Thursday, August 16, 2012

3 Toastmastering lessons from my little daughter...

An article that I wrote for TUTI PALMS toastmasters club newsletter.

I got a message from our Chief Editor TM Uma... She requested (actually, ordered! ...) "Saro! We are producing a newsletter this month. You are writing an article for that ... and it is going to be about Women's day. By the way, the article is due next week".

I was thinking about it for a week. I don't want to give a gyan about Women's achievements and their importance in our society. I wanted to write something about women which will also be relevant to toastmasters.

I'm fortunate to have seen the multiple faces of women - thanks to my mom, sister, wife and little daughter. Each one of them is different and they make my life's equation complete. To stay away from controversies at home, I decided to write about the toastmastering skills that I learned when raising my little daughter :)

1) Yes! You can do it

It was about 5 years ago. My wife and I were helping our little daughter to walk... she was 10 months old, then. She took a few tentative steps, and fell down. My wife and I didn't show our disappointment on our face, when she fell down. We continued to cheer her up… "Mitra! You are doing great... try again..." "Mitra ! It is OK... You can do it".... "Mitra! Only a few steps more... Common".

When Mitra took her first 5 steps continuously without falling, we became so proud.

Don't we do exactly the same thing in our toastmasters meetings? When a fellow member couldn't answer a Table Topic or forgets a speech in between, we continue to encourage them to talk. There are times when we even pray that our fellow toastmaster shouldn't fail. We never criticize our toastmasters when they fail. Rather, we provide them a constructive feedback. Thus, we provide a safe environment for everyone to experiment, fail, learn and improve. We always tell them "Yes! You can".

2) Vocal Variety / Body Language 

"Dad, I saw a HUGE elephant today when coming back from school"... My daughter was narrating her experience of seeing an Elephant on the road... with her eye balls popping out and arms stretched wide. I was quite impressed by the tone of her voice and her gesture. Her face was literally glowing when she said that.
I'm sure all of us were expressive when we were kids. But, somehow we lost our voice and body language when we grew up! I guess it was because our elders always told us to "lower our voice" or "not to raise our hands", when speaking.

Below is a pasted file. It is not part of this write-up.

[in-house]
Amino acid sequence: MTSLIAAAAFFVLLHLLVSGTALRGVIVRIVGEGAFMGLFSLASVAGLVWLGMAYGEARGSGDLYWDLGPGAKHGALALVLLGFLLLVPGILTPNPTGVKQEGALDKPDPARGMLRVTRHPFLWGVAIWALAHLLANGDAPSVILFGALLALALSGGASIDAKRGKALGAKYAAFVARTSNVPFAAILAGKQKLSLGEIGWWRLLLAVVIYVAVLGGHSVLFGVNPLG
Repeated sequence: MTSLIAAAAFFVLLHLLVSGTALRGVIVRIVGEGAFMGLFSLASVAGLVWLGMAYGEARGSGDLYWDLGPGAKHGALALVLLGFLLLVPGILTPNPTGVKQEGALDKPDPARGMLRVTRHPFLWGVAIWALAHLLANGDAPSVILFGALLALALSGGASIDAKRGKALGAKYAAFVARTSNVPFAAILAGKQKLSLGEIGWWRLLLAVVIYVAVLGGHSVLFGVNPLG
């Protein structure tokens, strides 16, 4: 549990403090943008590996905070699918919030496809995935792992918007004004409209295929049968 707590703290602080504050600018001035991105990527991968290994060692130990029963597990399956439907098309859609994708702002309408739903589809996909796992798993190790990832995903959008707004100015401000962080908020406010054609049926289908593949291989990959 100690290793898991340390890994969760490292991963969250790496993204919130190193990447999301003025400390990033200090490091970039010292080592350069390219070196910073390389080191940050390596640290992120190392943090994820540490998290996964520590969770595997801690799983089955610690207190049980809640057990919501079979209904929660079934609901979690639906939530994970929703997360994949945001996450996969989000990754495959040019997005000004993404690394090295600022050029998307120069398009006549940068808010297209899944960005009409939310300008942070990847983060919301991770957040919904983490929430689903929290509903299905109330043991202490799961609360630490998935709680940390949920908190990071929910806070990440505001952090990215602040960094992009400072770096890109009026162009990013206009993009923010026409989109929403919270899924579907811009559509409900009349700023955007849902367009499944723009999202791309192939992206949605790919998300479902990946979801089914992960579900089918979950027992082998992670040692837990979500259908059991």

Now, we are trying to rediscover those skills by doing speeches in toastmasters :)

3) Getting repeatable good behaviors

I read a book called “How to teach so that kids can listen”. The book talks about “How to motivate kids to get repeatable behaviors?”. The author says “Don’t just compliment your kid, but compliment them for a specific reason”.

I tried to experiment it. Most of the times, my daughter doesn't clean up her room before going to bed in the night. There will be toys spread all around. My wife ends up cleaning them every day. One night, my daughter cleaned up the room herself, without even being told. I wanted to appreciate her for that. Instead of just saying “Great job Mitra !”, I said “Mitra! I like the way you are keeping your room neat and clean. You are saving a lot of time for mom. I wish you can do that every day.  Great job”. When I communicated the specific reason for which she is getting the appreciation, she understood that “I’m getting this appreciation because I kept the room neat and clean”. Now everyday night, she cleans her room before going to bed.

You can use the same technique for adults also. After all, we were also kids once upon a time.

For example, instead of saying “Senthil! You did a great job of publishing our first newsletter”, you can say “Senthil! You displayed extraordinary commitment and passion to produce our first newsletter. You were able to make it happen despite the challenges you had in getting articles from our friends. Your persistent follow-ups paid-off. Great job”. Now, Senthil will be motivated to display his commitment, passion, and persistency whenever he gets a chance.

I wish all the toastmasters of our Tuticorin Palms Toastmasters Club a very happy Women’s day celebration.

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